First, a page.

Practices vary from school to school but many would have a 10- or 15-minute mid-morning break and a 30-minute lunchbreak – the focus of this survey – of which, typically, no more than 10 minutes is given for eating, followed by 20 minutes in the playground.
Positives and negativesOn the positive side, 93 per cent of children surveyed say lunchtime is a happy time for them at school.
“That is what you would want it to be, but you don’t know until you ask,” says Lynch. But it is concerning that for 7 per cent (234 children in this survey), it isn’t a happy time, she continues. “This does need to be looked into more.”
Reasons given by those who say they are unhappy include not having enough time to play with friends, bullying and not being allowed to run.
While it’s still too soon to gauge the effects of the Department of Education’s 2013Action Plan on Bullying – schools were allowed until last Easter to draw up an antibullying policy – it is an issue that is looked at more closely now in whole-school evaluations.
“Bullying in schools frequently takes place in the playground/schoolyard,” according to the department’s anti-bullying procedures for schools. Playground games present opportunities for bullying because of their physical nature.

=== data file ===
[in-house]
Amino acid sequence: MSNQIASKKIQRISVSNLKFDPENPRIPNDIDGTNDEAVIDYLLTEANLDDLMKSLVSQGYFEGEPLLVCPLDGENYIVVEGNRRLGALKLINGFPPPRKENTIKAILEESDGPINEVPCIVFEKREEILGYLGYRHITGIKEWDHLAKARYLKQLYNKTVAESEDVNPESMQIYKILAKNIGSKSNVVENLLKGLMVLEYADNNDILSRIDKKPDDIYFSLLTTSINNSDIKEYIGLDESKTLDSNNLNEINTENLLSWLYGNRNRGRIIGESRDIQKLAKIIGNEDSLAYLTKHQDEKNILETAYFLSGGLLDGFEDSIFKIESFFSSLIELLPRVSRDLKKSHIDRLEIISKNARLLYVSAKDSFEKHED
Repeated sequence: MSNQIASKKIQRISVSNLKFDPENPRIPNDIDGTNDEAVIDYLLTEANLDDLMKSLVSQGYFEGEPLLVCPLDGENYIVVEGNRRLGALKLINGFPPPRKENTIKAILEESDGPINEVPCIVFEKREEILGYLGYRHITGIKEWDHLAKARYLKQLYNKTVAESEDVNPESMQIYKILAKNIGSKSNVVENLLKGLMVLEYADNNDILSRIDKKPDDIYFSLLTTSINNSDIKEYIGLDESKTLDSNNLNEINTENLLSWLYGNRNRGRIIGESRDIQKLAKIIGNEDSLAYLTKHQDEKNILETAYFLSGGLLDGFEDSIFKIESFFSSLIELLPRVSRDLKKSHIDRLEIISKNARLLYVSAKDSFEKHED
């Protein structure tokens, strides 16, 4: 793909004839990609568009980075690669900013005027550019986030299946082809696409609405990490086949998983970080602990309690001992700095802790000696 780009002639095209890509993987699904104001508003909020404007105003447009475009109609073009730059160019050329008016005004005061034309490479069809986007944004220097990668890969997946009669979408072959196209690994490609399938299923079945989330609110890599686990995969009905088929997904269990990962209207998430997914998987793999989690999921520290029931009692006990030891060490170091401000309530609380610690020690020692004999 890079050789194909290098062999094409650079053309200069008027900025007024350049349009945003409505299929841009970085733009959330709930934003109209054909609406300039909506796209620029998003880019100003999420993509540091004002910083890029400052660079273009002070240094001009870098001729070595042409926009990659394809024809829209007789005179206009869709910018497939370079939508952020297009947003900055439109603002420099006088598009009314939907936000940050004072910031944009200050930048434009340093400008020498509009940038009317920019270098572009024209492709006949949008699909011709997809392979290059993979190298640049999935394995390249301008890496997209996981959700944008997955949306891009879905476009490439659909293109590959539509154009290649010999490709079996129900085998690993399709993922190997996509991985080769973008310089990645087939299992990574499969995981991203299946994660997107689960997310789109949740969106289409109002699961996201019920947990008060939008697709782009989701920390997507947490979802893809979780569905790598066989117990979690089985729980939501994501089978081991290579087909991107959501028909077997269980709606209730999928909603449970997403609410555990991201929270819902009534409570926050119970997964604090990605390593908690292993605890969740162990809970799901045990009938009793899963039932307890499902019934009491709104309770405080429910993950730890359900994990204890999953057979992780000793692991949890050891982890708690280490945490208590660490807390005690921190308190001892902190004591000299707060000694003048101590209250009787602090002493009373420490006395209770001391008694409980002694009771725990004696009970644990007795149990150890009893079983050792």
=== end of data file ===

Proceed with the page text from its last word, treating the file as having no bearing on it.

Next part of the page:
“It is relatively easy to single out and bully another pupil. The noise level masks much of what is going on,” it points out. There is also a chance, in the playground, for older pupils to pick on younger pupils and it can be the setting for bullying by groups.
Since January 2014, the department’s inspectorate has added questions to the parent and pupil questionnaires in school evaluations, to get a clearer picture of how schools are dealing with bullying.
“Drawing on the responses to the additional questionnaire items, the inspectorate is conducting an analysis of parent and pupil perceptions of the school’s actions to create a positive school culture and to tackle bullying,” a department spokeswoman says.
A report of the findings will be available in due course.
No runningThe “no running” rule in some school yards is a bugbear for children and parents alike but, says the Irish National Teachers’ Organisation (INTO), it applies in only a small minority of schools and is not imposed lightly. About 6 per cent of schools, according to a Department of Education and Skills survey, have such a policy.